The Colorado River District board in January expects to finalize a framework for considering applications for shares of the $4.2 million in annual funds it will be able to offer to partners for spending on projects thanks to a tax measure approved by voters last month.
District General Manager Andy Mueller told the board in a meeting Thursday that he also expects to be bringing it project proposals by January.
Voters in the 15-county district overwhelming approved the district’s proposal to roughly double its property tax rate to 0.5 mills. Seventy-two percent of voters backed the measure. While 14% of the tax revenue is to be used to shore up the district’s operational budget, the rest is to be used to partner with applicants on a range of water-related projects.
An implementation plan the board previously approved has pledged that the district will prioritize funding of projects meeting needs in one or more of five categories — agriculture, infrastructure, healthy rivers, watershed health and water quality; and conservation and efficiency.
It also committed to spending the money in a way that over time disperses the benefits geographically across the district and between categories, and uses the money as a catalyst for securing matching funds from other sources.
The framework Mueller is proposing to the board provides detail regarding how the district can carry out what it has committed to do. For example, the framework calls for tracking spending over a five-year running average to assure long-term geographic and categorical equity in spending, even if equity doesn’t occur in some years. Mueller told the board the framework he has laid out for board consideration is intended to memorialize the program commitment made to voters, and to give future district boards, staff and the public a document to turn to see the program’s history and guiding principles, and why the money is allocated the way it is.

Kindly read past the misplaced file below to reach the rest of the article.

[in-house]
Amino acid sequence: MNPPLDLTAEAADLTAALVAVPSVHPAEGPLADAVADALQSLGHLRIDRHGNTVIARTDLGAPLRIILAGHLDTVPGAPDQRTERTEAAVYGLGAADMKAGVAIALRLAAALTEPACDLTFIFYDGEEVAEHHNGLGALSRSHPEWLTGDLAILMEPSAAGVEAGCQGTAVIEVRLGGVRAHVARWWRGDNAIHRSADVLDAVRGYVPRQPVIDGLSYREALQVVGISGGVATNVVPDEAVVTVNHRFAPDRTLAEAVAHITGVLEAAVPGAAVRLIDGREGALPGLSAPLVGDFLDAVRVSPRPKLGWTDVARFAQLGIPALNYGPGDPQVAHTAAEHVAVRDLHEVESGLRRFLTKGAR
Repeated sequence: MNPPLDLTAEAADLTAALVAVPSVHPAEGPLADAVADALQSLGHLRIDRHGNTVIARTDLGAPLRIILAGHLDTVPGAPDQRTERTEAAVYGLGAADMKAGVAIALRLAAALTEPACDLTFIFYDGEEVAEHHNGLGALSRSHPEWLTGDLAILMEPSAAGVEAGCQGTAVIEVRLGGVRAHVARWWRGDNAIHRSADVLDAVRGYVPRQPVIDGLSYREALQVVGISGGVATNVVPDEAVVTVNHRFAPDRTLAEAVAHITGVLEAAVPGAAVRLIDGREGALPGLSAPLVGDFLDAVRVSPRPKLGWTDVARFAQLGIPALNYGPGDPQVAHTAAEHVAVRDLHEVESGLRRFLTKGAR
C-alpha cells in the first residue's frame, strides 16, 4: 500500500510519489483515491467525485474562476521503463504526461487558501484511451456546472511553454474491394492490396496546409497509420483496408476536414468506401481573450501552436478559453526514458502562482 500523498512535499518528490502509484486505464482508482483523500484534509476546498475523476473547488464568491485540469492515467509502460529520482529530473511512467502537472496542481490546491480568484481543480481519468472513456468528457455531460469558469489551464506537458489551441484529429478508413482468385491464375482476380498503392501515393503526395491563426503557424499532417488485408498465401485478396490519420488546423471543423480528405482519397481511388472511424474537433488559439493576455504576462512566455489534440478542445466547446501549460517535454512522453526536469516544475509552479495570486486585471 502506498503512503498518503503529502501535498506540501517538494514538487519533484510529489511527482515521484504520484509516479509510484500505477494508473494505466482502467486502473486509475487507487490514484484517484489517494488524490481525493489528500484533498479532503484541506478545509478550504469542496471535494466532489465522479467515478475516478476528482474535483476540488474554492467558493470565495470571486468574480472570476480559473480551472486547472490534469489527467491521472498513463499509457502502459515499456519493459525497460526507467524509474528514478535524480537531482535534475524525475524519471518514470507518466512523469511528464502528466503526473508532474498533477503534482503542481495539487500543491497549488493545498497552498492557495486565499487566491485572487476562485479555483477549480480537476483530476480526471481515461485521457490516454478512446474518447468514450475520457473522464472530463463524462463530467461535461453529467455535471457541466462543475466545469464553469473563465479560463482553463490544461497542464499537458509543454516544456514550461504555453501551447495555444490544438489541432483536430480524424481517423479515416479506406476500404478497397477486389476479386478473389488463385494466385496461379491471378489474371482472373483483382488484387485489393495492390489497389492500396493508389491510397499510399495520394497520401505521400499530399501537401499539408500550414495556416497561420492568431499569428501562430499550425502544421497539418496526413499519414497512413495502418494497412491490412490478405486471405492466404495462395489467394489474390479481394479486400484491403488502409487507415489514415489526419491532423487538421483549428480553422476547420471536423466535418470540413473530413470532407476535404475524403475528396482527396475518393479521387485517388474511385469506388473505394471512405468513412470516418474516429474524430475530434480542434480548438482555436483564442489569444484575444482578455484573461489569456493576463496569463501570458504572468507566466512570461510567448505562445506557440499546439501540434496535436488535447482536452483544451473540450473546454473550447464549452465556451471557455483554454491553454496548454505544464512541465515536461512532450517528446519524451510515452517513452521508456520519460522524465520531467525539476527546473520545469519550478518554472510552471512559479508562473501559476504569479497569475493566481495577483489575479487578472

Mueller is proposing that funding requests be considered by the district year-round, with the board able to act on them at its quarterly meetings or special meetings as it sees fit. He also asked the board if it wanted to let the district general manager independently approve funding requests of up to $25,000, while limiting the cumulative total of what the manager can approve to no more than $250,000 a year. Board members provided feedback suggesting that the manager should be able approve applications of up to $50,000 apiece, with a higher annual cap, and that there be an appeals process when the manager denies an application.
Marc Catlin, the district board member representing Montrose County, said he thinks the process the proposed framework lays out is something people can understand, allowing for applying for funds without the need for a grant writer’s help.
“I would rather put money into the ground rather than into a grant writer’s pocket,” he said.
He said he also likes the idea of the process being nimble enough so that if things occur such as a landslide wiping out a ditch, the district can be the place for people to go for funds.
Steve Acquafresca, Mesa County’s representative on the board, said he hopes there will be a mechanism for accumulating dollars for large projects more costly than what could be covered by an annual request, something Mueller said he thinks is possible under the framework he is proposing.
Tom Alvey, the Delta County board representative, worried that the district not so tie its hands based on concerns about spending funds equitably that it becomes focused, for example, on trying to find an infrastructure project to fund because it’s behind in infrastructure spending, when there may be good reason to fund something else instead.
“I think it’s important that we find the flexibility to reward good projects,” he said.
The river district plans to hire a projects manager to oversee the new funding program. The district won’t be refilling a communications position, so adding the project manager will result in no net gain in employees.
With the tax measure’s passage, the district also now is planning to replace Jim Pokrandt, who is retiring this month as communications affairs director. Mueller had planned not to replace Pokrandt under a previously approved 2021 budget that was drafted based on the conservative assumption that the tax wouldn’t pass. The board approved a revised budget Thursday to reflect the tax measure’s passage.